Sunday, October 3, 2010

ABA issues opinion on use of websites; debate ensues as to whether opinions should be provided free to all lawyers

The ABA has published a new Ethics Opinion (No. 10-457) on ethics issues related to lawyers use of websites. I have not had a chance to see the opinion so I will save my comments on it for a future date. However, the announcement generated a very spirited debate on a different issue.

After the opinion was circulated by email to all subscribers of the Ethics 20/20 Commission listserv with a warning from ABA staff counsel not to post it publicly due to copyright restrictions, a debate erupted on whether the ABA should make its Ethics Opinions available for free to all lawyers.

It all started when blogger Carolyn Elefant, frustrated because she could not post the opinion for the benefit of her readers, instead published an open letter to the ABA complaining about a general lack of access to ABA opinions. You can read her comments here. The response was fast and furious both in her website, in a barage of e-mail messages in the 20/20 commission listserve and elsewhere. For example, see here and here.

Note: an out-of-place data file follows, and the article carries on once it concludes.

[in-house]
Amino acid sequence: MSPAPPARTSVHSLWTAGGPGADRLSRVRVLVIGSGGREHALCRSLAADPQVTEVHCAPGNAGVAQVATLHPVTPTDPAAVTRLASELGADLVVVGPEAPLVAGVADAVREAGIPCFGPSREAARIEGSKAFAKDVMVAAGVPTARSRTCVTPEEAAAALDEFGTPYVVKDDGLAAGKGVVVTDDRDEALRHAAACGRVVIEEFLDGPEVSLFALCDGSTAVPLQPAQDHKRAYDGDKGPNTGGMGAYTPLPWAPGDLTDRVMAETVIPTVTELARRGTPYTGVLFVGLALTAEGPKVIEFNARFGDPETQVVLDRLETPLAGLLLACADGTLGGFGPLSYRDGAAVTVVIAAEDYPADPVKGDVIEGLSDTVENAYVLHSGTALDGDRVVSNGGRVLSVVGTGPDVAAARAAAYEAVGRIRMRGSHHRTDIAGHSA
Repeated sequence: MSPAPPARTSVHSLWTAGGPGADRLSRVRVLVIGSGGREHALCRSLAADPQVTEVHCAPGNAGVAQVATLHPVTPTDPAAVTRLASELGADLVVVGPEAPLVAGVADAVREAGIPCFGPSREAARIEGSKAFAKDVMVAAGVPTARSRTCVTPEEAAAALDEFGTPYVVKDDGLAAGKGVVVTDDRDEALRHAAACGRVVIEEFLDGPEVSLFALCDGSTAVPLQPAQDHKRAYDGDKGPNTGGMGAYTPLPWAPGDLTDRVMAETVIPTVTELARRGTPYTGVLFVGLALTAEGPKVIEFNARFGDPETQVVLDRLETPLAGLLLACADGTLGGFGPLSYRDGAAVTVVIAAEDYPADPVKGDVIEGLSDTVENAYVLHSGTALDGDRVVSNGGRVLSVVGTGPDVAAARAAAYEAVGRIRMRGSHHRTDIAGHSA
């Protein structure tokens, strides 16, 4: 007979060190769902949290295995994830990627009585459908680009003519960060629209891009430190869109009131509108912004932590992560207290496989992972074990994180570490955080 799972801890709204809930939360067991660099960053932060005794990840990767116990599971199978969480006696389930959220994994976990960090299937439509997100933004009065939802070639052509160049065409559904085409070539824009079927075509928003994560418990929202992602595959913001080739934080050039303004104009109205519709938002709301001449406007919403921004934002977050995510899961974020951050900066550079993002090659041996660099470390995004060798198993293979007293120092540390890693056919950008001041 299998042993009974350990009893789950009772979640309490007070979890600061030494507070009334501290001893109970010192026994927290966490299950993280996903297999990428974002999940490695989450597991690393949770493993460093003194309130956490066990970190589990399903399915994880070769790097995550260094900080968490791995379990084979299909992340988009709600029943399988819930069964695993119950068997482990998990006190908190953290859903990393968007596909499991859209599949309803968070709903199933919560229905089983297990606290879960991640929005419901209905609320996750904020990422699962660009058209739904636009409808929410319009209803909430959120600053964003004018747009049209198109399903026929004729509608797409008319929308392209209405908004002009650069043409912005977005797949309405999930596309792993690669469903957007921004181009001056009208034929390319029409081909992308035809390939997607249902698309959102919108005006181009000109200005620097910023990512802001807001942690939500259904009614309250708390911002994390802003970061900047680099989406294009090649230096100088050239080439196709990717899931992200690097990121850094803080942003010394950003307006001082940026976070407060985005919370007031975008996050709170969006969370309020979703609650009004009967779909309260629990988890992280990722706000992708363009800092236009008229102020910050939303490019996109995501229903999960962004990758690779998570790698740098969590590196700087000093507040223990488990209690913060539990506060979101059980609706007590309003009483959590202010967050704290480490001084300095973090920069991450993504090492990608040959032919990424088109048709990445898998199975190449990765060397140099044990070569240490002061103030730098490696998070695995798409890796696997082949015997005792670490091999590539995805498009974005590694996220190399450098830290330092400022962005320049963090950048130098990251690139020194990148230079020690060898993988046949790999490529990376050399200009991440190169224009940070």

Elefant argues that "making access to ethics opinions contingent upon ABA membership is unacceptable. ABA opinions often serve as the basis for other bars’ actions (though as an aside, I note that with regard to the ABA Opinion on websites, it’s rather like the tail wagging the dog, with the ABA parroting dozens of other bar decisions as it issues guidance on a technology that lawyers have been using for 15 years). Lawyers should not be charged a toll for access."

On the other hand, members of the ABA Commission have argued that asserting copyright protections allows the ABA to raise funds. They also argue that there is nothing wrong with saying that attorneys should join the ABA to get ABA publications.

UPDATE 10-6-10: In response to the criticism regarding access to ethics opinions, the ABA has published this announcement.

Interestingly, the announcement actually admits to the accuracy of the main criticism: the ABA does not allow others to post the opinions on their own sites claiming copyright protection. Instead, the ABA encourages others to link to the ABA’s website to access the opinions, but since the opinions are only available free of charge for six months, the links are of little use to those who are not members of the ABA after that period of time. Those who defend the ABA's position argue that enforcing copyright protections allows the ABA to generate some income to cover the costs of providing its services to the profession and that lawyers who want to enjoy the benefits of those services should contribute to pay for them.

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